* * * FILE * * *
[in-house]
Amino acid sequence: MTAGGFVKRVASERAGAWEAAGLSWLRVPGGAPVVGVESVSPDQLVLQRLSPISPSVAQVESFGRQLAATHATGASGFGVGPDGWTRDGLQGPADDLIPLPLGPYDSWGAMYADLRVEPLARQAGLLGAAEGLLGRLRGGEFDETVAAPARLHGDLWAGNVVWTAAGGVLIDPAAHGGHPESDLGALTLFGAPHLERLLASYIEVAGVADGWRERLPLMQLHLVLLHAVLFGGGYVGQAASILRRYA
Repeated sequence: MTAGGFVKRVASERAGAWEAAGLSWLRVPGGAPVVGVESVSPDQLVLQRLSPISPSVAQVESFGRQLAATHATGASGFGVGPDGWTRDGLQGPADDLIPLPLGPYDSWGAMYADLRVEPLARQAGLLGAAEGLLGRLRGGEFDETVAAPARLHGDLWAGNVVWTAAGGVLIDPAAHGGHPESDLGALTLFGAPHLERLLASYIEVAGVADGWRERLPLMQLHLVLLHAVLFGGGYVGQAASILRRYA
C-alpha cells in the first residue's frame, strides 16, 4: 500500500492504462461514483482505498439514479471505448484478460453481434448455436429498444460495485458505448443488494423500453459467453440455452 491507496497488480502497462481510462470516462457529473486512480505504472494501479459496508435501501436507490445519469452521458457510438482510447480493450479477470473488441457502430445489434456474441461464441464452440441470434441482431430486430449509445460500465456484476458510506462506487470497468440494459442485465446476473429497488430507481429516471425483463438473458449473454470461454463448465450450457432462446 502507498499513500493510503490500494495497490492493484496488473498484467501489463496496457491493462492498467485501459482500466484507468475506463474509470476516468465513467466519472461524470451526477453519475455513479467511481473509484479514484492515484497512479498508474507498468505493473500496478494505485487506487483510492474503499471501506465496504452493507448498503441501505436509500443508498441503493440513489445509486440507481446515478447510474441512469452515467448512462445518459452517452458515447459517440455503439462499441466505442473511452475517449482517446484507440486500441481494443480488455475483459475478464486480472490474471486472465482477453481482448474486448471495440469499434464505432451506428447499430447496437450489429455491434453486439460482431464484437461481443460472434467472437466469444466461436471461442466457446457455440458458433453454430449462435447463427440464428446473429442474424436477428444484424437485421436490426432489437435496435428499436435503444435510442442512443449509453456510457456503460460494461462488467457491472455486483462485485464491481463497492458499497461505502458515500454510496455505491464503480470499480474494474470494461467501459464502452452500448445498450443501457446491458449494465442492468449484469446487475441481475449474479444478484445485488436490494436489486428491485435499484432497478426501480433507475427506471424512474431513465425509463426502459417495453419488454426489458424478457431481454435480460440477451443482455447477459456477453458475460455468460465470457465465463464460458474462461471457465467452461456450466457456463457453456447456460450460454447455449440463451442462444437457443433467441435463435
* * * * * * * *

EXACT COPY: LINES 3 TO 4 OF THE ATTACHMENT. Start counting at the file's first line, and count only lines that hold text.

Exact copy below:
Repeated sequence: MTAGGFVKRVASERAGAWEAAGLSWLRVPGGAPVVGVESVSPDQLVLQRLSPISPSVAQVESFGRQLAATHATGASGFGVGPDGWTRDGLQGPADDLIPLPLGPYDSWGAMYADLRVEPLARQAGLLGAAEGLLGRLRGGEFDETVAAPARLHGDLWAGNVVWTAAGGVLIDPAAHGGHPESDLGALTLFGAPHLERLLASYIEVAGVADGWRERLPLMQLHLVLLHAVLFGGGYVGQAASILRRYA
C-alpha cells in the first residue's frame, strides 16, 4: 500500500492504462461514483482505498439514479471505448484478460453481434448455436429498444460495485458505448443488494423500453459467453440455452 491507496497488480502497462481510462470516462457529473486512480505504472494501479459496508435501501436507490445519469452521458457510438482510447480493450479477470473488441457502430445489434456474441461464441464452440441470434441482431430486430449509445460500465456484476458510506462506487470497468440494459442485465446476473429497488430507481429516471425483463438473458449473454470461454463448465450450457432462446 502507498499513500493510503490500494495497490492493484496488473498484467501489463496496457491493462492498467485501459482500466484507468475506463474509470476516468465513467466519472461524470451526477453519475455513479467511481473509484479514484492515484497512479498508474507498468505493473500496478494505485487506487483510492474503499471501506465496504452493507448498503441501505436509500443508498441503493440513489445509486440507481446515478447510474441512469452515467448512462445518459452517452458515447459517440455503439462499441466505442473511452475517449482517446484507440486500441481494443480488455475483459475478464486480472490474471486472465482477453481482448474486448471495440469499434464505432451506428447499430447496437450489429455491434453486439460482431464484437461481443460472434467472437466469444466461436471461442466457446457455440458458433453454430449462435447463427440464428446473429442474424436477428444484424437485421436490426432489437435496435428499436435503444435510442442512443449509453456510457456503460460494461462488467457491472455486483462485485464491481463497492458499497461505502458515500454510496455505491464503480470499480474494474470494461467501459464502452452500448445498450443501457446491458449494465442492468449484469446487475441481475449474479444478484445485488436490494436489486428491485435499484432497478426501480433507475427506471424512474431513465425509463426502459417495453419488454426489458424478457431481454435480460440477451443482455447477459456477453458475460455468460465470457465465463464460458474462461471457465467452461456450466457456463457453456447456460450460454447455449440463451442462444437457443433467441435463435